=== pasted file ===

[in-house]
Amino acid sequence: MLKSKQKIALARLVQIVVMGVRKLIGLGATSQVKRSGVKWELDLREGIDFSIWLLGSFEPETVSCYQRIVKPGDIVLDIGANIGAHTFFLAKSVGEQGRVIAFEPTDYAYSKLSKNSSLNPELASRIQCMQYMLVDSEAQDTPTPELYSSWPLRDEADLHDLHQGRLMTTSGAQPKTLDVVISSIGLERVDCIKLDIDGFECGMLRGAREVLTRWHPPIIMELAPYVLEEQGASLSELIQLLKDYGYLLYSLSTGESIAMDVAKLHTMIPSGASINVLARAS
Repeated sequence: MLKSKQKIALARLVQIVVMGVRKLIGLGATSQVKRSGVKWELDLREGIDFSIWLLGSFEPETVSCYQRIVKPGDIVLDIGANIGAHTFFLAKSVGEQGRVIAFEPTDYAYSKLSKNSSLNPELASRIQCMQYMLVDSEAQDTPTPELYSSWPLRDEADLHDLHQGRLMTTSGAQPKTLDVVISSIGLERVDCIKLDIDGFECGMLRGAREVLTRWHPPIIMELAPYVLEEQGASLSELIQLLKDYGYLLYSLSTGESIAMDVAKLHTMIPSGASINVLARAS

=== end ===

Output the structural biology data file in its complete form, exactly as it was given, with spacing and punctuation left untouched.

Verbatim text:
[in-house]
Amino acid sequence: MLKSKQKIALARLVQIVVMGVRKLIGLGATSQVKRSGVKWELDLREGIDFSIWLLGSFEPETVSCYQRIVKPGDIVLDIGANIGAHTFFLAKSVGEQGRVIAFEPTDYAYSKLSKNSSLNPELASRIQCMQYMLVDSEAQDTPTPELYSSWPLRDEADLHDLHQGRLMTTSGAQPKTLDVVISSIGLERVDCIKLDIDGFECGMLRGAREVLTRWHPPIIMELAPYVLEEQGASLSELIQLLKDYGYLLYSLSTGESIAMDVAKLHTMIPSGASINVLARAS
Repeated sequence: MLKSKQKIALARLVQIVVMGVRKLIGLGATSQVKRSGVKWELDLREGIDFSIWLLGSFEPETVSCYQRIVKPGDIVLDIGANIGAHTFFLAKSVGEQGRVIAFEPTDYAYSKLSKNSSLNPELASRIQCMQYMLVDSEAQDTPTPELYSSWPLRDEADLHDLHQGRLMTTSGAQPKTLDVVISSIGLERVDCIKLDIDGFECGMLRGAREVLTRWHPPIIMELAPYVLEEQGASLSELIQLLKDYGYLLYSLSTGESIAMDVAKLHTMIPSGASINVLARAS